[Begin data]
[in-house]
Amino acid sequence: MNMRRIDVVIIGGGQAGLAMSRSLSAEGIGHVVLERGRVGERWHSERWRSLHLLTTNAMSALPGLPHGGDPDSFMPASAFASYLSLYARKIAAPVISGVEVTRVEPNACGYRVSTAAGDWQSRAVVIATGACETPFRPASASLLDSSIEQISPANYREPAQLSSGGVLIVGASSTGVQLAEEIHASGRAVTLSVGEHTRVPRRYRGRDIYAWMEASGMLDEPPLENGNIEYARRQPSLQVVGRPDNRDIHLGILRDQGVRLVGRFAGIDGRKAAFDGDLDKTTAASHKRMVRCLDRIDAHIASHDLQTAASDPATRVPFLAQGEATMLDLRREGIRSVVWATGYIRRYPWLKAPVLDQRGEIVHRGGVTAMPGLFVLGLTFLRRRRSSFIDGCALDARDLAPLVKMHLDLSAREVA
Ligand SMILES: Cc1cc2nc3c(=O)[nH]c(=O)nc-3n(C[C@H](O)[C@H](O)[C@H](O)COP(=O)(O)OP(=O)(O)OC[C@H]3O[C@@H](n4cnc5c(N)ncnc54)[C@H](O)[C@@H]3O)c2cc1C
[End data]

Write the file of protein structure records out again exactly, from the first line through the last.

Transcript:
[in-house]
Amino acid sequence: MNMRRIDVVIIGGGQAGLAMSRSLSAEGIGHVVLERGRVGERWHSERWRSLHLLTTNAMSALPGLPHGGDPDSFMPASAFASYLSLYARKIAAPVISGVEVTRVEPNACGYRVSTAAGDWQSRAVVIATGACETPFRPASASLLDSSIEQISPANYREPAQLSSGGVLIVGASSTGVQLAEEIHASGRAVTLSVGEHTRVPRRYRGRDIYAWMEASGMLDEPPLENGNIEYARRQPSLQVVGRPDNRDIHLGILRDQGVRLVGRFAGIDGRKAAFDGDLDKTTAASHKRMVRCLDRIDAHIASHDLQTAASDPATRVPFLAQGEATMLDLRREGIRSVVWATGYIRRYPWLKAPVLDQRGEIVHRGGVTAMPGLFVLGLTFLRRRRSSFIDGCALDARDLAPLVKMHLDLSAREVA
Ligand SMILES: Cc1cc2nc3c(=O)[nH]c(=O)nc-3n(C[C@H](O)[C@H](O)[C@H](O)COP(=O)(O)OP(=O)(O)OC[C@H]3O[C@@H](n4cnc5c(N)ncnc54)[C@H](O)[C@@H]3O)c2cc1C